A.J. Holmes as Elder Cunningham gives a knock-out performance of a poignant character that could easily be made a shallow stereotype. Cunningham is a weird guy. He is sheltered, awkward, and more confident with fictional characters than with real people. He also lies. A lot. The counterpoint between Price’s clean-cut LDS ideal and Cunningham’s “special spirit” sets the scene for learning moments galore, but nothing can prepare them for the reality of Africa. The ramshackle village that they land in has no use for a pair of plucky do-gooders. There is no water, no hope, no treatment for disease, and a despotic warlord threatening death and genital mutilation.
The deceptively joyful refrain of “Hasa Diga Eebowai” (a phrase that turns out to be as far from “Hakuna Matata” as you can possibly get) offered by the villagers as their motto for getting through the horror of each day makes Elder Price’s lament of “why me?” completely and utterly ridiculous. And that is the point. How does one reconcile the world of the comfortable and known with the harsh reality of everyday brutality? The script doesn’t necessarily ask this question, but it definitely makes you think about stuff that might make you uncomfortable. The villagers don’t really care why the new elders are there and it turns out that the mission hasn’t been successful at all in regards to baptisms. How can Elder Price live up to his full potential in this kind of situation? The kind of brilliant thing is that he doesn’t. He fails and forces Elder Cunningham to take up the reigns of righteousness and move from sidekick to hero. Soon, they are the most successful mission in all of Africa because of Cunningham’s colorful retellings of the origins of the church. Cue hi jinks and moral quandaries.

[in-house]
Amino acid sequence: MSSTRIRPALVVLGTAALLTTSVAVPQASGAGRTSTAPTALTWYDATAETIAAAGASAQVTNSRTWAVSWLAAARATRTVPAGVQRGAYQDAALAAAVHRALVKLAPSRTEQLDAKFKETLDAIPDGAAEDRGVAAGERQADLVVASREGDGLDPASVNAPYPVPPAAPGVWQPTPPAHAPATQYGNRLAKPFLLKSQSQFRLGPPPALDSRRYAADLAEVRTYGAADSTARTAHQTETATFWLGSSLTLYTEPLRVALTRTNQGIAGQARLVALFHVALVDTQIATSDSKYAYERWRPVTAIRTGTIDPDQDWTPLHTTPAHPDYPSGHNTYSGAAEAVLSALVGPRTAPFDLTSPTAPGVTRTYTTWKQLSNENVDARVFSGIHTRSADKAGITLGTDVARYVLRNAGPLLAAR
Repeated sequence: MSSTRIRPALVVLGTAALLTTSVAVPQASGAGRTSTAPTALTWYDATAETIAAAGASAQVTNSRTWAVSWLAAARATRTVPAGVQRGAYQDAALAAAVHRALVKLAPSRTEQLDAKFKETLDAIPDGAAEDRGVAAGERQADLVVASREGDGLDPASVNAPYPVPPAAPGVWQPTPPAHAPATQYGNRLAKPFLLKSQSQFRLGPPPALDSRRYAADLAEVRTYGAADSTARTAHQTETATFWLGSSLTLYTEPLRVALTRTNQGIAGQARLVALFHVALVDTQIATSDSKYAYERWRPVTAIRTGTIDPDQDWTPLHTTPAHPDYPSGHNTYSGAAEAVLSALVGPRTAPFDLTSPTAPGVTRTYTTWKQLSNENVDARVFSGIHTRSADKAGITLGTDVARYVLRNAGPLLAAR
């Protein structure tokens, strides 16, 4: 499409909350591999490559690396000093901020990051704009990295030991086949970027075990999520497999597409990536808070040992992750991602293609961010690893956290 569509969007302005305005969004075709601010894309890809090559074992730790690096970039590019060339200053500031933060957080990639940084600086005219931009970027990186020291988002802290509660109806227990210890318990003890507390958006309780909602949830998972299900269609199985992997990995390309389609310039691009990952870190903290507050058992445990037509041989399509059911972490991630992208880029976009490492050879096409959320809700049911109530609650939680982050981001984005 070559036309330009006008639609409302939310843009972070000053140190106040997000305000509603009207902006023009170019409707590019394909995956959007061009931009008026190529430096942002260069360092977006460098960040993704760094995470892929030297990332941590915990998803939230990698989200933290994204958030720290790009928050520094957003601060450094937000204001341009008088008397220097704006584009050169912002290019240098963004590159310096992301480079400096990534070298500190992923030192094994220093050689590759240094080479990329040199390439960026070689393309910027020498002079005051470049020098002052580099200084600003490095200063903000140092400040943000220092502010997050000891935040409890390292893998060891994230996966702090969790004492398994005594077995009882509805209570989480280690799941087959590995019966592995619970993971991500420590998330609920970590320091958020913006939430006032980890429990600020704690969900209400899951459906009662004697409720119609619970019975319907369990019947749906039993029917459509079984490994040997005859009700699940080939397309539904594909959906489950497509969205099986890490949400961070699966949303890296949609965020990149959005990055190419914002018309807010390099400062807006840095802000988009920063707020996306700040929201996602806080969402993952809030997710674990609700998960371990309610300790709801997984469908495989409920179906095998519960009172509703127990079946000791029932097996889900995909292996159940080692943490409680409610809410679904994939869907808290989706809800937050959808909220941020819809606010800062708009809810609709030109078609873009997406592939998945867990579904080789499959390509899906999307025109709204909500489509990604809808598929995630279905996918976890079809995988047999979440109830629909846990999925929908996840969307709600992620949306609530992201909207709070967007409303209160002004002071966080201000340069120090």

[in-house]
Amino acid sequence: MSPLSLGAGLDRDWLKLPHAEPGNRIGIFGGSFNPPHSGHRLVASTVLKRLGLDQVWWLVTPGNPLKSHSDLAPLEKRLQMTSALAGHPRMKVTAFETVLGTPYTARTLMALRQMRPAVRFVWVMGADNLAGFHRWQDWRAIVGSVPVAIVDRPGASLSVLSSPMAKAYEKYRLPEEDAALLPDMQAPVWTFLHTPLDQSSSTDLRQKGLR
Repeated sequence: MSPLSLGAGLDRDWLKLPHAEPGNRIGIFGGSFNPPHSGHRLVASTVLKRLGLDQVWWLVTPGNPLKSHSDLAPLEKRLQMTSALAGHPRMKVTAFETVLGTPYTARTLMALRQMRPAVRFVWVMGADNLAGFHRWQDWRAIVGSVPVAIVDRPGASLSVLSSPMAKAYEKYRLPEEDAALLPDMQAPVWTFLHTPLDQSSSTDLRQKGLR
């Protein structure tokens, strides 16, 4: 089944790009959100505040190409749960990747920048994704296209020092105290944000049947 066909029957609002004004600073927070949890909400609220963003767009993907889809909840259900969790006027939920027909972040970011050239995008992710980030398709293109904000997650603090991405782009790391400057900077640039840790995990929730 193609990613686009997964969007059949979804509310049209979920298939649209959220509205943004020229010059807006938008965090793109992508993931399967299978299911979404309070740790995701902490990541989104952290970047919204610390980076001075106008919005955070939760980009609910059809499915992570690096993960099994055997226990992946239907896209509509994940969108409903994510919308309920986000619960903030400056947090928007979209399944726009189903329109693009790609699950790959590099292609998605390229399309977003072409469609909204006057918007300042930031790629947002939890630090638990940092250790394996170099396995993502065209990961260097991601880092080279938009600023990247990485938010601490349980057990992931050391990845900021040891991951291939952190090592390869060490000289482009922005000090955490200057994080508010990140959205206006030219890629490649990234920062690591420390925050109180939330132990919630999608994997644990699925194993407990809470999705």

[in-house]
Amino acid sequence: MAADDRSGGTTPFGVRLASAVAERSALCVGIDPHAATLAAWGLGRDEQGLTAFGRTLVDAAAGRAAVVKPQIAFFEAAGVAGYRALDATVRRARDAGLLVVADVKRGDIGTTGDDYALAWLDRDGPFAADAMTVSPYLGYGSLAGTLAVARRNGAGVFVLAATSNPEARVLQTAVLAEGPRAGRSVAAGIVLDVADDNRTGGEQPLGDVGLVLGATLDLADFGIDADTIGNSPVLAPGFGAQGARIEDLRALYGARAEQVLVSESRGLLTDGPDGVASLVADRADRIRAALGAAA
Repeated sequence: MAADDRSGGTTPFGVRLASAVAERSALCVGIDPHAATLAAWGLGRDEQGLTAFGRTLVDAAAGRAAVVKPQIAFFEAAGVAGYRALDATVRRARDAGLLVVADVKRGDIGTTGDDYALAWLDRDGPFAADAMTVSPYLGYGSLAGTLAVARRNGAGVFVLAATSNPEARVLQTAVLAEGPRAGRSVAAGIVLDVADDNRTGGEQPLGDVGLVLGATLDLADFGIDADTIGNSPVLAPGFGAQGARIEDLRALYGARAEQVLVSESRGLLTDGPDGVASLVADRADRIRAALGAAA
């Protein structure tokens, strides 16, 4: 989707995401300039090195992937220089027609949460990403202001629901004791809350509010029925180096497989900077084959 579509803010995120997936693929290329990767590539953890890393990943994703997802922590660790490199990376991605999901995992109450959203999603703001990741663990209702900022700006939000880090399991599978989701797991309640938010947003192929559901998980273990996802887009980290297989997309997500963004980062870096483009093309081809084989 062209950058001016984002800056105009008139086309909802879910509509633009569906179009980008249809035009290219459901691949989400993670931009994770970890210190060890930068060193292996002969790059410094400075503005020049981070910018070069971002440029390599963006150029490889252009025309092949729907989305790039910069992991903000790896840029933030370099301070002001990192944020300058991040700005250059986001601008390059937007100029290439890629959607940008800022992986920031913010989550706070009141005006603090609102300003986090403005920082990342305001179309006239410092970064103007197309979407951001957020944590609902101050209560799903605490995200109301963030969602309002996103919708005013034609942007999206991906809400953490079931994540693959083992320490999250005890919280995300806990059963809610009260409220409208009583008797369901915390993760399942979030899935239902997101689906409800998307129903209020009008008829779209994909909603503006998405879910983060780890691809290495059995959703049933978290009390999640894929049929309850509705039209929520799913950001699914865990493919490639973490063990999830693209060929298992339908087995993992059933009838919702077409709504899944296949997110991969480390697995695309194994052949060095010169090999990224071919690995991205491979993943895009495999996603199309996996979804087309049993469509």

The touring company cast is stellar. Alexandra Ncube as Nabulungi, the spunky village maiden who dreams of salvation in the paradise of “Sal Tlay Ka Siti”, is winsome and strong. Corey Jones as the booming General is imposing and gives the most perfect deadpan in response to Elder Price’s attempted ministries. Brian Beach shines as Elder McKinley, the district leader fighting same-sex attraction and striving to keep the missionaries under his care safe by learning to repress their bigger feelings and fear within them (“Turn It Off”). Other outstanding members of this incredible ensemble include Stanley Wayne Mathis, Lacretta Nicole, Zurin Villanueva, Josh Breckenridge, and Ron Bohmer.